Needless to call it word-of-mouth. ‘Spread the word’ is fine. It is one of the best marketing tools, even if it is the oldest and the least expensive. But are we sure it always works?

Yesterday I was stopped by a person. The battery in his car had run out and he asked me if I knew a nearby electrician. None of them came to mind. Continuing, not even 200 meters away, I saw the sign of an auto electrician to which I had also turned to even a year before! Maybe it happened to you too. I forgot it. Yet I had been happy with his work; it wasn’t too expensive either!

Having a satisfied customer is not enough to trigger word of mouth. It is necessary to impress yourself in his mind in order to be remembered and therefore advised. Reflecting on my experience as a customer – and as a supplier – I started a list of ‘successful word of mouth principles’. Obviously it’s just a start and I hope you help me complete it.

1) Satisfying the customer is not enough, you have to amaze him!
Today, as a customer, we expect absolutely error-free, fast and comprehensive service. Therefore, meeting the customer’s expectations fully is not enough to be remembered. We need to give something more. And this ‘more’ is not always the good price: it is something unexpected and personal. Let’s think about our travel experiences for example. What do we remember of a vacation or a stay in a hotel? Was the bed comfortable? Was the bathroom clean? No. We remember that personal and unexpected touch. That ‘something more’!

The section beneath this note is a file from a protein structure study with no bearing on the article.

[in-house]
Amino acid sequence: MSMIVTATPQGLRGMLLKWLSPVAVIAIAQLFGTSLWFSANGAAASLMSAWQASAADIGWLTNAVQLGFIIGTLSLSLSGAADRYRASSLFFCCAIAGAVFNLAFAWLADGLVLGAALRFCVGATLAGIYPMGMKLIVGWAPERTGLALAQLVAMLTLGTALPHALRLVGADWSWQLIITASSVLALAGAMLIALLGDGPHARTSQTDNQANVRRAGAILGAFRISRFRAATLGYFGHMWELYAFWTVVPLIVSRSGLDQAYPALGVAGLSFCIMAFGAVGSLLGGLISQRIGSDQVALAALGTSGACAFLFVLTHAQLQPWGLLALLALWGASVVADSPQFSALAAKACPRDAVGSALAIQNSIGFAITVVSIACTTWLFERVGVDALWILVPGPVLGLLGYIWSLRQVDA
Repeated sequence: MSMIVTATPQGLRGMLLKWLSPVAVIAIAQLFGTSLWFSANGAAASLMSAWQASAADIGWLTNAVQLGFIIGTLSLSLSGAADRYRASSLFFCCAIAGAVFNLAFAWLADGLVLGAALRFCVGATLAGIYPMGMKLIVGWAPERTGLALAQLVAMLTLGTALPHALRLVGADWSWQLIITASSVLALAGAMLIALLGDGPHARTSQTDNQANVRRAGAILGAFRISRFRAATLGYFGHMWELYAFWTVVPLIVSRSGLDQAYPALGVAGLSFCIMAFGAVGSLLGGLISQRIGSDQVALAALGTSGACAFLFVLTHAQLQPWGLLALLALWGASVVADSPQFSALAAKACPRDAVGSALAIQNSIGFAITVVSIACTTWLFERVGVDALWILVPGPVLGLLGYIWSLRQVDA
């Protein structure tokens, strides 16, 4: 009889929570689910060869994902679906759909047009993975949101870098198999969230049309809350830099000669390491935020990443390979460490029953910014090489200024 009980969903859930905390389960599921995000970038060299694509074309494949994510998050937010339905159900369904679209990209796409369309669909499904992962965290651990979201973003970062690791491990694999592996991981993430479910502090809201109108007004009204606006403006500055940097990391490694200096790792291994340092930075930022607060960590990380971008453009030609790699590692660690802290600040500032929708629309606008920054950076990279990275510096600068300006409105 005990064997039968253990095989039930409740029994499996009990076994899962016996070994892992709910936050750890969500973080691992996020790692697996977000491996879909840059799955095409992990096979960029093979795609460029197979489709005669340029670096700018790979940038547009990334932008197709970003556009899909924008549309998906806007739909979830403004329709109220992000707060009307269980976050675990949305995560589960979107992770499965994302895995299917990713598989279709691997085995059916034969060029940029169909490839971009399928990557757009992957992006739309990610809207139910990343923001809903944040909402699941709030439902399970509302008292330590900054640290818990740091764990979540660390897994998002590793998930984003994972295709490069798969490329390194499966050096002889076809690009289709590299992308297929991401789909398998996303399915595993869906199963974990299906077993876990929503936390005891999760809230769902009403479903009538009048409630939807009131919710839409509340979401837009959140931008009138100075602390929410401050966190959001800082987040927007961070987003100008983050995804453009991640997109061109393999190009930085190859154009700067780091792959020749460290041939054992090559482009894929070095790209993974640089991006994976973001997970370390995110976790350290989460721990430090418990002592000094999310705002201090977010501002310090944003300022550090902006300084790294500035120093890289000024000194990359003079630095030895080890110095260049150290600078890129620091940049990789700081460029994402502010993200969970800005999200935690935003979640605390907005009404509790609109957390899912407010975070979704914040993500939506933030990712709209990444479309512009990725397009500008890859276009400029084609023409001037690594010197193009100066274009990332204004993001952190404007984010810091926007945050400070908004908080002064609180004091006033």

2) A flow of communication to stay in the customer’s radar.
Why hadn’t the electrician come to mind when answering the unfortunate driver? Simply becauseā€¦ in life hardly one thinks of auto electricians. And vice versa, auto electricians hardly think about their former customers. To stay on the customer’s radar, on the other hand, you must always be present in his mind, with a constant flow of communications. Constant but not pressing. In my opinion, a continuous stream of unmissable, limited and exclusive ‘special offers’ makes you nervous. Better a flow of communications that are pleasant to read, with no or almost no overtly commercial connotations and consistent with the type of customer.

3) The miracle of the Prospect-2-prospect.
In my opinion, doing so opens up the ‘miraculous’ possibility of being recommended by a non-customer! Like auto electricians, I sell services that are not of continuous use. It may be that my prospect has not yet had the opportunity to become my client but has nevertheless appreciated my way of contacting him. If I was able to give life to a narrative, I created a relationship, let’s say ‘platonic’ with the prospect and it is perfectly possible that this will lead him to recommend me to another potential client.